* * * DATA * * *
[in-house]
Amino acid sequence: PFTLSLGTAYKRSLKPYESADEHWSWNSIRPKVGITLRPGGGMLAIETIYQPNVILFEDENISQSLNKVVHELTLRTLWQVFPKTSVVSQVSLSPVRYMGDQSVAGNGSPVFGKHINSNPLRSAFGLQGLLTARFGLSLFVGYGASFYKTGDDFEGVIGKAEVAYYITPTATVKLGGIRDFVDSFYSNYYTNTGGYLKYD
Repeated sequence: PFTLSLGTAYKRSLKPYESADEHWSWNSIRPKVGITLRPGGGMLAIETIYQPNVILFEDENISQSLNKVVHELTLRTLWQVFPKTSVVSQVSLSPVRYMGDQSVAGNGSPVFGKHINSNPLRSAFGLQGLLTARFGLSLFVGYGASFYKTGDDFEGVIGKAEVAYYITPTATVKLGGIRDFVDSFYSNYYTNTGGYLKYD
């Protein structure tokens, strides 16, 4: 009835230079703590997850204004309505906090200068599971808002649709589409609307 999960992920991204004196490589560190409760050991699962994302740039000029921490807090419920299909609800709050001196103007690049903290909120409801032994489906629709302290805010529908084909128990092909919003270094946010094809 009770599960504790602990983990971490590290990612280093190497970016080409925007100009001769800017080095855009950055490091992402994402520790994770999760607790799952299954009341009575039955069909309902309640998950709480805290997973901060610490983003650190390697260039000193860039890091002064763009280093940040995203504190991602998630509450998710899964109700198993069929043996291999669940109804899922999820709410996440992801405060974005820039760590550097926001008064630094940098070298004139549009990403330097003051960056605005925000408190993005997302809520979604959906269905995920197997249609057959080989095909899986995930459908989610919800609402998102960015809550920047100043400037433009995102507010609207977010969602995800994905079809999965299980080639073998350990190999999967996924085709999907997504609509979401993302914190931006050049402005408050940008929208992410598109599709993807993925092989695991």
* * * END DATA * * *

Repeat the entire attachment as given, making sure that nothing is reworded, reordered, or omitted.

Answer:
[in-house]
Amino acid sequence: PFTLSLGTAYKRSLKPYESADEHWSWNSIRPKVGITLRPGGGMLAIETIYQPNVILFEDENISQSLNKVVHELTLRTLWQVFPKTSVVSQVSLSPVRYMGDQSVAGNGSPVFGKHINSNPLRSAFGLQGLLTARFGLSLFVGYGASFYKTGDDFEGVIGKAEVAYYITPTATVKLGGIRDFVDSFYSNYYTNTGGYLKYD
Repeated sequence: PFTLSLGTAYKRSLKPYESADEHWSWNSIRPKVGITLRPGGGMLAIETIYQPNVILFEDENISQSLNKVVHELTLRTLWQVFPKTSVVSQVSLSPVRYMGDQSVAGNGSPVFGKHINSNPLRSAFGLQGLLTARFGLSLFVGYGASFYKTGDDFEGVIGKAEVAYYITPTATVKLGGIRDFVDSFYSNYYTNTGGYLKYD
């Protein structure tokens, strides 16, 4: 009835230079703590997850204004309505906090200068599971808002649709589409609307 999960992920991204004196490589560190409760050991699962994302740039000029921490807090419920299909609800709050001196103007690049903290909120409801032994489906629709302290805010529908084909128990092909919003270094946010094809 009770599960504790602990983990971490590290990612280093190497970016080409925007100009001769800017080095855009950055490091992402994402520790994770999760607790799952299954009341009575039955069909309902309640998950709480805290997973901060610490983003650190390697260039000193860039890091002064763009280093940040995203504190991602998630509450998710899964109700198993069929043996291999669940109804899922999820709410996440992801405060974005820039760590550097926001008064630094940098070298004139549009990403330097003051960056605005925000408190993005997302809520979604959906269905995920197997249609057959080989095909899986995930459908989610919800609402998102960015809550920047100043400037433009995102507010609207977010969602995800994905079809999965299980080639073998350990190999999967996924085709999907997504609509979401993302914190931006050049402005408050940008929208992410598109599709993807993925092989695991």